Because in those moments, it’s difficult for me to even move. It’s an awful feeling and the guitar doesn’t appear like my friend from across the room in those times. It’s sort of … giving me, like, a stink eye or something. So, yeah, with like a month or two into the quarantine, I was having a pretty brutal day. And I remembered what she said and picked up the guitar. And that song is just exactly what was going on. So, putting that into a real upbeat tune somehow felt good.ARVE Error: src mismatch
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Is it stressful? Is it hard to perform or listen to this song now, now that you’re doing better?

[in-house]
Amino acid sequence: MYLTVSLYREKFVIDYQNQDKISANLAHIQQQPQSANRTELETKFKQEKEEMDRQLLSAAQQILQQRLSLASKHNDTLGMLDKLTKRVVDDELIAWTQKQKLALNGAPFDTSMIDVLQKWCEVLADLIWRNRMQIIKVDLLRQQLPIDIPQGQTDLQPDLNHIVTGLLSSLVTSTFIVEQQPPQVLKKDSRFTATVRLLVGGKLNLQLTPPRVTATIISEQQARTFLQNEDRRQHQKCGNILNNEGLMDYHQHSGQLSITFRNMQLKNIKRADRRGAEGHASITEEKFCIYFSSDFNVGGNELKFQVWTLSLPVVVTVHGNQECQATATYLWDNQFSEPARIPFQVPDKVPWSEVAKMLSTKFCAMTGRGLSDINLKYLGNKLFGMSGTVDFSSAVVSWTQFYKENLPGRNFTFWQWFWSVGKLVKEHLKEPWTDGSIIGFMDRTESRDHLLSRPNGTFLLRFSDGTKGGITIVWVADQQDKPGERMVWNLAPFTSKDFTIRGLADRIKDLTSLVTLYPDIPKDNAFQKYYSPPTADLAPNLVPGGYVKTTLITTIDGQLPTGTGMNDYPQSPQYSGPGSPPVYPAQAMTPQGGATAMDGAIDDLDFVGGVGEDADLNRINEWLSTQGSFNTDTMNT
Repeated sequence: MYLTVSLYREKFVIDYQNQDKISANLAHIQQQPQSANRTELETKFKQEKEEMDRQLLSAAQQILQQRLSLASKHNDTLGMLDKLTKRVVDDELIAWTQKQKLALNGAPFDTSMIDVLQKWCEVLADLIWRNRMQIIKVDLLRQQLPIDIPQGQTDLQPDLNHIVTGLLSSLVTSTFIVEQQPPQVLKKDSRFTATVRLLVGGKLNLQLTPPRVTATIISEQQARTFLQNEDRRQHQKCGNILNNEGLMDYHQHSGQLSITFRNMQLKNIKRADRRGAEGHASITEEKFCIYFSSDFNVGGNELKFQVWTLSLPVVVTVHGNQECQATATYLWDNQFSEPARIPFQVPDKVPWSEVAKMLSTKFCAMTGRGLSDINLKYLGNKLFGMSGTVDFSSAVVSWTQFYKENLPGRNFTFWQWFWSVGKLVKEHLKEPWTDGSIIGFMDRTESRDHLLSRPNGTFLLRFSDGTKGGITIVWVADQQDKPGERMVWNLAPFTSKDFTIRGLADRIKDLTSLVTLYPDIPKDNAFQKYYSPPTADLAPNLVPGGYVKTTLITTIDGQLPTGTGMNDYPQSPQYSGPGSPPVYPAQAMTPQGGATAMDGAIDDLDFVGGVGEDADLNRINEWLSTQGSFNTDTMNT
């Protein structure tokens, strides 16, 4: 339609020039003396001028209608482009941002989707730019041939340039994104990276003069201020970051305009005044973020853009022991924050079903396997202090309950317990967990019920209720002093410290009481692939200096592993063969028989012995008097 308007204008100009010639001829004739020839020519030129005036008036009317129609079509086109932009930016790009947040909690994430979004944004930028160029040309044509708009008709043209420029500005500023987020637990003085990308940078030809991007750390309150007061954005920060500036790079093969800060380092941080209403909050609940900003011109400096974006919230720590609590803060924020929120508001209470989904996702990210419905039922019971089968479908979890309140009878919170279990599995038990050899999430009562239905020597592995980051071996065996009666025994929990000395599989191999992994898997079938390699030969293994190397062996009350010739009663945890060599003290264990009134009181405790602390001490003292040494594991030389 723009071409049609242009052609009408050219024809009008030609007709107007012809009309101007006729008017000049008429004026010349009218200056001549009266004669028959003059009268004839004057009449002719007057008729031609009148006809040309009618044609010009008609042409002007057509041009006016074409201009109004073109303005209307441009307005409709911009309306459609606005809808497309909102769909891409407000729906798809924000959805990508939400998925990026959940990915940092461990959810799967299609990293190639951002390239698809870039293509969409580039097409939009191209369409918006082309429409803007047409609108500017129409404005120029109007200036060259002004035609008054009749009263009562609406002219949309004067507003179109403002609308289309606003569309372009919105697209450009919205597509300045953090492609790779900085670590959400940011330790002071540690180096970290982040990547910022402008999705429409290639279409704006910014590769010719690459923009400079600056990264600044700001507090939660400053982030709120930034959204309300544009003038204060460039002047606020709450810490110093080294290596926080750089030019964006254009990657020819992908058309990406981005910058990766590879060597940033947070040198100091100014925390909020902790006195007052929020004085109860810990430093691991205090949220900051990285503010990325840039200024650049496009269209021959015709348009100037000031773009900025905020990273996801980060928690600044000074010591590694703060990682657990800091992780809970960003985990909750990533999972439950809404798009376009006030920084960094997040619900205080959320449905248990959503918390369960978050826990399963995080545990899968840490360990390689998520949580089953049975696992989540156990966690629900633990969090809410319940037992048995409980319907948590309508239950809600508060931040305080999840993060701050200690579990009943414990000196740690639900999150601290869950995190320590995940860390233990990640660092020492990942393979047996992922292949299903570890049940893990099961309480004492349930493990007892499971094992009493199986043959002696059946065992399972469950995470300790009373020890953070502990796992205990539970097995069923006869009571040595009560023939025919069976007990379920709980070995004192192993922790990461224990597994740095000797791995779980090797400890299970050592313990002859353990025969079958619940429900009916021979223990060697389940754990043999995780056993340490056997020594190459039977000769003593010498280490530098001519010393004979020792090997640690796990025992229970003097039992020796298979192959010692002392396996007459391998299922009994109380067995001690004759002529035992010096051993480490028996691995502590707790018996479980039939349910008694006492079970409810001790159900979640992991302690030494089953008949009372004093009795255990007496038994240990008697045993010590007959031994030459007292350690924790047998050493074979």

No? It doesn’t take you back to the, like, really difficult moments?
No … That’s a really good question. And I think it’s similar to the songs that one writes, you know, in the depths of heartbreak. When it’s really honest, it feels good to perform. It feels good to sing. It doesn’t make me feel like somebody is breaking up with me in that moment, or that I’m gonna launch back into a panic attack. These things become friends. They kinda look out for you.
I wanted to ask about the name of the album, Strawberry Mansion — which is a neighborhood in Philadelphia, right? Where your family’s from?